a fundamental understanding of your product – and specifically what the key reasons people use it are. its amazing to me how confused many people are about this and unable to really discern motivations and root causes from byproducts and outcomes. knowing true product value allows you to design the experiments necessary so that you can really isolate cause and effect. as an example, at facebook, one thing we were able to determine early on was a key link between the number of friends you had in a given time and likelihood to churn. knowing this allowed us to do a lot to get new users to their “a-ha” moment quickly. obviously, however, this required us to know what the “a-ha” moment was with a fair amount of certainty in the first place.
Not all companies have sharing functionality. If you’re one who does, it’s important to make it really easy for your users. Take inspiration from Facebook or Dropbox. Simplicity is at the core of what top technology companies do. When users share with other non-users, it gives Dropbox a chance to show off their speed, simplicity of design & usefulness. What does your product show off when users refer others?
The three things I’ve found about people in designing products are that people are lazy, selfish and vain. Twitter hits the trifecta: Lazy. No worrying about writing thoughtful blog posts that are coherent. You can tap out a tweet in less than 30 seconds.
Selfish. Most people do things that benefit themselves or people/companies around them (which indirectly benefits them). A large proportion of tweets I see are people pitching their own products, work or the work of friends/colleagues/people they want to get attention from.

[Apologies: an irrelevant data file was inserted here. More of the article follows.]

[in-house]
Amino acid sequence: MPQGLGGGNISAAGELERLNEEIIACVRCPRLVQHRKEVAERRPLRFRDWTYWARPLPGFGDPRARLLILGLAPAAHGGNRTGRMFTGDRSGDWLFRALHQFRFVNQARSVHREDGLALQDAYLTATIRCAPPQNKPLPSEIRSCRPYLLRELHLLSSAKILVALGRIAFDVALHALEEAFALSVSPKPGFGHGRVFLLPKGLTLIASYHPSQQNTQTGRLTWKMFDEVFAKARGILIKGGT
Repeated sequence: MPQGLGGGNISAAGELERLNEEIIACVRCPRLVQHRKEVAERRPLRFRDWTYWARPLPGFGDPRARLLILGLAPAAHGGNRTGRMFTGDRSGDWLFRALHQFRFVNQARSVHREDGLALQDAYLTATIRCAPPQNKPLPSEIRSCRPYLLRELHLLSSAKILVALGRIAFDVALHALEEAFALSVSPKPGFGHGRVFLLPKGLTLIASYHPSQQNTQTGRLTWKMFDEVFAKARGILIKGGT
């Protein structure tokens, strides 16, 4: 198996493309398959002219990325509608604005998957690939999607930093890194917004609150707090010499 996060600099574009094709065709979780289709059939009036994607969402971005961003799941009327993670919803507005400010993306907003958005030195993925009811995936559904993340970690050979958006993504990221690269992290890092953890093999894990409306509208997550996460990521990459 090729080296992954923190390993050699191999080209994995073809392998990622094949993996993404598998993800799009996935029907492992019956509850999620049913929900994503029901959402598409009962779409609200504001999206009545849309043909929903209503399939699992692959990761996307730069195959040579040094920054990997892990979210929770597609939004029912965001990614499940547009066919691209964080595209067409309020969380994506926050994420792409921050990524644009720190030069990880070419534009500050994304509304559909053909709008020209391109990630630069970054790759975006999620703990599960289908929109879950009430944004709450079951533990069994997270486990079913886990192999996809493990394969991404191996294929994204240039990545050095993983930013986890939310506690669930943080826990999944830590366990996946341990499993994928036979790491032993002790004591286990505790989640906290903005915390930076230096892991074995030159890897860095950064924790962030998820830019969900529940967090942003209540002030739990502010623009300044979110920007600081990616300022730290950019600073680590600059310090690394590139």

Vain. People like to talk about themselves and hear people talk about them. The prominence of the follower counts led to high-profile races, which drew more awareness. (Though I think these days it serves as an obstacle to new users as it’s a demotivator to have “only” 100 followers.) Vanity is also the reason I think that Facebook photo tagging is the single best viral mechanism ever invented.
When you sign up for Pinterest with Facebook, your friends who are already using Pinterest auto-follow you and you follow them back. But all this auto following doesn’t seem to happen all at once but is staggered over time so that you get periodic notifications that someone has just started following you on PInterest. This brings you back to the app again and again. This also helps alleviate the cold-start problem and gives me a social incentive to maintain my presence on the site, lest I look boring in front of my friends.
Slideshare’s embed code provides a classic example of a discrete growth hack. Imagine for a minute that it’s early 2007. Facebook Platform wouldn’t even launch until the end of May and SEO ruled the world of cheap distribution. Youtube had just been purchased for an insane amount of money per month of existence a few months before, largely on the basis of embed-fueled hyper-growth.
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